At the Eagles Conference being held this week in Dallas, a friend of mine who was at the recent JEMS EMS Today Conference asked me about my keynote talk about pride and professionalism in what we do in public safety.

We chatted for a long time, and I told him that I wanted the audience to feel the great pride I had in our profession—but also I wanted the audience to recognize our many shortcomings as a result of being somewhat nearsighted as young EMS pioneers.

We were so worried about perfecting our new clinical skills and focused primarily on the clinical tasks and obstacles that were immediately ahead of us, that we failed to develop an awareness of the cost and complexity of our new profession.

We failed to educate and orient the public and, worse yet, the elected officials or others who should have stepped up and paid us at a level deserving of our new medical specialty.

As a result, we were assimilated into a subcategory of either the “fire” or “ambulance” service, and we never established an identity to define our profession. We’ve been climbing and clawing to be recognized for our true role and clinical capabilities ever since.

We have to keep our eyes—and minds—focused ahead of us if we are to succeed, particularly with the opportunities offered to us by CMS recently allowing us to treat and release, as well as transport to alternative facilities. 

We have to prepare to master new telemedicine and operational methods to stay alive—to “re-invent” our roles and thrive. 

Now is the time to right our wrongs and establish a professional mindset, or “tradition,” that both the public and medical community recognizes.

Trained to Be the Best … and Ready for Anything

My son Joe is a California Highway Patrol (CHP) motor officer, a position steeped in tradition. When my son Joe was selected to go to CHP “Motor school,” he needed to practice riding and maneuvering a motorcycle for months before he went to the academy, because only a select few pass and  become “CHiP” motors.

So my wife Betsy and I bought Joe a used BMW police motorcycle that he used every day to practice cone maneuvers, until he “became one with” the bike.

He became so used to the feel and function of the motorcycle that was able to always look well ahead of the bike, allowing for his training and instincts to immediately kick in if he had to stop or swerve suddenly.

He also learned to maneuver around obstacles and debris in the road, as well as how to pursue someone at speeds exceeding 110 miles an hour.

These were all scary thoughts for Betsy and I, so we felt the purchase of a practice bike was worth every penny.

Achieving “CHiP” motor status was one of the most challenging things that I ever watched Joe do, but he did it because of his desire and determination to be the best in his chosen profession.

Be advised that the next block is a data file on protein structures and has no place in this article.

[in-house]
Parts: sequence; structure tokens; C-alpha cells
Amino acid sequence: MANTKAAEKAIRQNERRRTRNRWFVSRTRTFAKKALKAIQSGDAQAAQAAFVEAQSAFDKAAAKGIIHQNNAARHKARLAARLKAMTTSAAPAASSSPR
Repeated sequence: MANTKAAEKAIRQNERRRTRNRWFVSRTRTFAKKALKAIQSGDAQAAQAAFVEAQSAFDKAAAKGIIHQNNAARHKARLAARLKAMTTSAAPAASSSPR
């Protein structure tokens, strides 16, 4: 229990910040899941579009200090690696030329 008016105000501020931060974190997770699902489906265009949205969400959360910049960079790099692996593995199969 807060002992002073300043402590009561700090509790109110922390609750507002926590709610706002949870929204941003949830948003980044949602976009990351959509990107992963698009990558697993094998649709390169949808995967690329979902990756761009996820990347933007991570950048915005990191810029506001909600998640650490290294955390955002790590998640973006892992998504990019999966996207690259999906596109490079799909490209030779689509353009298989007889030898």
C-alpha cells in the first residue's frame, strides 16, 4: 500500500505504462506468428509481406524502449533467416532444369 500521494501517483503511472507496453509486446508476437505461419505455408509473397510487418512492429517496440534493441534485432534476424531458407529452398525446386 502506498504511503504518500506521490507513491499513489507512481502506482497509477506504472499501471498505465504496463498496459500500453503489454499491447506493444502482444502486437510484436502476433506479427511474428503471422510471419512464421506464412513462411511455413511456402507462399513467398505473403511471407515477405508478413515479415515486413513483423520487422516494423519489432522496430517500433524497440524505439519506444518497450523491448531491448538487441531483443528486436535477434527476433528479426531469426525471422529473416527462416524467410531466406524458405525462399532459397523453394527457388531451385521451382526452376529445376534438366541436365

That’s what I feel we all need to do—no matter what public safety path we choose to take.

Bowline on a Bight with a Half Hitch

When I was among the few early applicants for paramedic training, I wanted to be the best.

Was I? Perhaps not; but I sure tried like hell to be.

Was I the best firefighter or rescue technician in my Fire Department? Perhaps not, but I took every class I could, and my roommates and I even had pieces of rope throughout our house so we could stop and tie a bowline on a bight with a half-hitch added so eventually we could tie one anywhere, any time and any place—even in the dark.

When your life, or the life of a patient is on the line, you have to be mentally and technically ready.

Thirty years into my career, while serving as the Director of Operations for Cetronia Ambulance in Pennsylvania, I responded to assist a crew with the patient having a heart attack on a roof that he was installing on a two-story structure.

I never was one to love heights, but my training kicked in because the crew that was on scene was deathly afraid of going up on the roof to care for the stricken man.

Unfortunately, they were never trained at their organization to climb ladders, tie knots, lash a person securely into a Stokes basket on a roof, or use pulleys and appliances to lower the basket to the ground.

But I was, so I had to mentally and physically perform the tasks I was trained to do, even though my training was decades earlier.

I remember the frightening feeling as I climbed the Whitehall Fire Department (WFD) ladder and secured the patient and myself on the roof.

I don’t remember securing the patient in the Stokes basket with webbing after eradicating his multifocal PVCs 65 feet in the air, or the rescue and removal of the patient from the roof in that wire basket.

Afterwards, the WFD ladder captain came up and acknowledged my “beautifully tied bowline on a bight with a half hitch” on the upper end of the Stokes basket.

My training had kicked in and, despite my fear of heights, I was able to perform those complex, non-traditional tasks.

That’s the mindset I acquired from my father, mentors and colleagues, and have passed on to my two high-achieving sons.

It’s also the mindset that I hope I’ve passed on to the students I’ve taught throughout my EMS, fire and rescue career.

At my age and current weight, I know I couldn’t carry that Stokes basket and patient off a roof; but I would be willing to bet that I could tie that knot again if I had to.

Parting Thoughts

Like my son Joe’s motor training, you never know when you’ll encounter an obstacle in your path that you have to be ready to see, react, and overcome.

It’s important to master all aspects of your career, and to practice your skills under all conditions—particularly in the dark. You never know when, where, or under what condition you’ll be called on to perform them.


See how a “CHiP” attains perfection, maintains an important, established tradition, and becomes one with the tools and techniques of his professions.